Electric power systems underpin prosperous modern societies. Over the past few decades, global electricity generation increased dramatically from 6129 TWh in 1973 to 22,668 TWh in 2012 [12], and is expected to grow rapidly with rising demands for electricity-based products and services [13]. Despite the share of renewable power in global power supply increases in recent years, nearly 70% of today’s electricity is still generated by thermoelectric power plants, resulting in tremendous dependency on water resources. The water footprint (WF) of power plants is determined by their thermal efficiency, their heat sink accessibility, and the cooling systems they adopt [11]. Generally, there are two cooling system options for thermal power plants, once-through and closed-loop. The once-through cooling system has higher water withdrawal but lower water consumption, while the closed-loop cooling system has the reverse [14]. Alternative technologies include dry cooling, which uses air instead of water to cool process water, and hybrid cooling, which combines both dry and wet cooling technologies to enable less water use compared to wet systems while improving hot-weather performance compared to dry systems [15]. However, since air is less effective than water for cooling, a dry cooling system implies decreased thermal efficiency, reducing power generation by 1% to 7% on average [16,17]. Additionally, the initial and operational costs of a dry cooling system are significantly higher (3–4 times) than wet systems [11,18]. Therefore, selecting a cooling system for thermoelectric power generation needs to involve the trade-offs of water consumption, energy yield, and economic cost. Economically developed regions with high water-resource stress should give priority to a dry cooling technology. The closed-loop system should be selected by regions with limited water resource accessibility, while the once-through system is more suitable for water-abundant areas.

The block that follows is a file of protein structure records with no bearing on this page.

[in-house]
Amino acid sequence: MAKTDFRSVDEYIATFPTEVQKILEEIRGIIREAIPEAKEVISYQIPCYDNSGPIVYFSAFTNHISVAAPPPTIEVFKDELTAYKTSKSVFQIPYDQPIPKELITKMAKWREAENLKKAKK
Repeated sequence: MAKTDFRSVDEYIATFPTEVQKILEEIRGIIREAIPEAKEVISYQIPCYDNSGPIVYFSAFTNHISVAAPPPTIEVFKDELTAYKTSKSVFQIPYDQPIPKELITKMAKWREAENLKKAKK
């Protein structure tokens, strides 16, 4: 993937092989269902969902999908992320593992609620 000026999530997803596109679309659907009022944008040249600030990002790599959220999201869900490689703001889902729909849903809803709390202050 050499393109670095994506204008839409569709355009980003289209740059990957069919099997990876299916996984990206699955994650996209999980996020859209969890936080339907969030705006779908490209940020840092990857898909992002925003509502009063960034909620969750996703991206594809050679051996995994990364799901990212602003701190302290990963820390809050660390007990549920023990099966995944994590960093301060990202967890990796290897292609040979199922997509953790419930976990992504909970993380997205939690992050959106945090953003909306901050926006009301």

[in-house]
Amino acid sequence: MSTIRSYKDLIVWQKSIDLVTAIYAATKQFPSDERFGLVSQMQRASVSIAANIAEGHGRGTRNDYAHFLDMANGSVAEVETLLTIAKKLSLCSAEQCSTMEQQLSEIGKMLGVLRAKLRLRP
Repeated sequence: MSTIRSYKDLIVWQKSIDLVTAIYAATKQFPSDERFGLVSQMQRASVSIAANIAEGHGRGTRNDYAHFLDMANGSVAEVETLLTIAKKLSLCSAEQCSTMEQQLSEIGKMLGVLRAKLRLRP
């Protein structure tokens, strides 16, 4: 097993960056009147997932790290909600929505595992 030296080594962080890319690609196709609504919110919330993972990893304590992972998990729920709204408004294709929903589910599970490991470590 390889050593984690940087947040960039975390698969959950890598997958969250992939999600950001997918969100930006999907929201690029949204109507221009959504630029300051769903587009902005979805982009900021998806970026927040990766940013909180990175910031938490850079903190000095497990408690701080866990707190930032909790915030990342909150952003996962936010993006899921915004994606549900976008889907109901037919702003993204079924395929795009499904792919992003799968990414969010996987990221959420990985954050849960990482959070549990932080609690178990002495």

2.1.2. Energy Resource Extraction and Processing

The extraction of fossil energy (such as coal, crude oil, and natural gas) and nuclear energy involves water consumption, which varies by geographical features, reserve conditions, and extraction technologies. A coal layer could be close to the Earth’s crust or deep underground, resulting in different water consumption for cooling drilling equipment, lubricating cutting machines to suppress dust, and removing impurities such as limestone slurry and scrubber sludge from the coal [19]. Crude oil production consists of three stages, which are primary, secondary, and tertiary (or enhanced) recovery. An oil well’s initial production derives from natural pressure bringing oil to the surface, extracting only approximately 10% of the oil in the oil field. Using water or gas injection, secondary recovery techniques maintain the well’s production and extract 20% to 40% of the original oil reserve [20]. Enhanced oil recovery (EOR) is ultimately employed to stimulate the oil well, with a potential extraction of 30% to 60% of the oil reserve. It should be noted that oil production processes also produce large quantities of water, and US experience indicates that the ratio of produced water to oil ranges from 6.3:1 to 9.5:1 [21]. Most of the produced water is treated and then re-injected into the oil reservoir for pressure maintenance and recovery improvement [22]. Apart from the intensive water consumption, the large quantity of brine produced by EOR is a potential contaminator of water resources if not properly handled [23]. Compared to coal and crude oil production, the WF of natural gas extraction is not significant except for shale gas production, which relies on hydraulic fracturing to release natural gas from low-permeable shale rock formations by propagating fractures in the rock layer. For a typical shale gas well, the water consumption of hydraulic fracturing is estimated at 14,300 metric ton in the United States [24], but much higher (23,650 metric ton) in China [25] because of the differences in geological conditions [26], fracturing technology maturity, and flowback-water management.

2.1.3. Bioenergy Production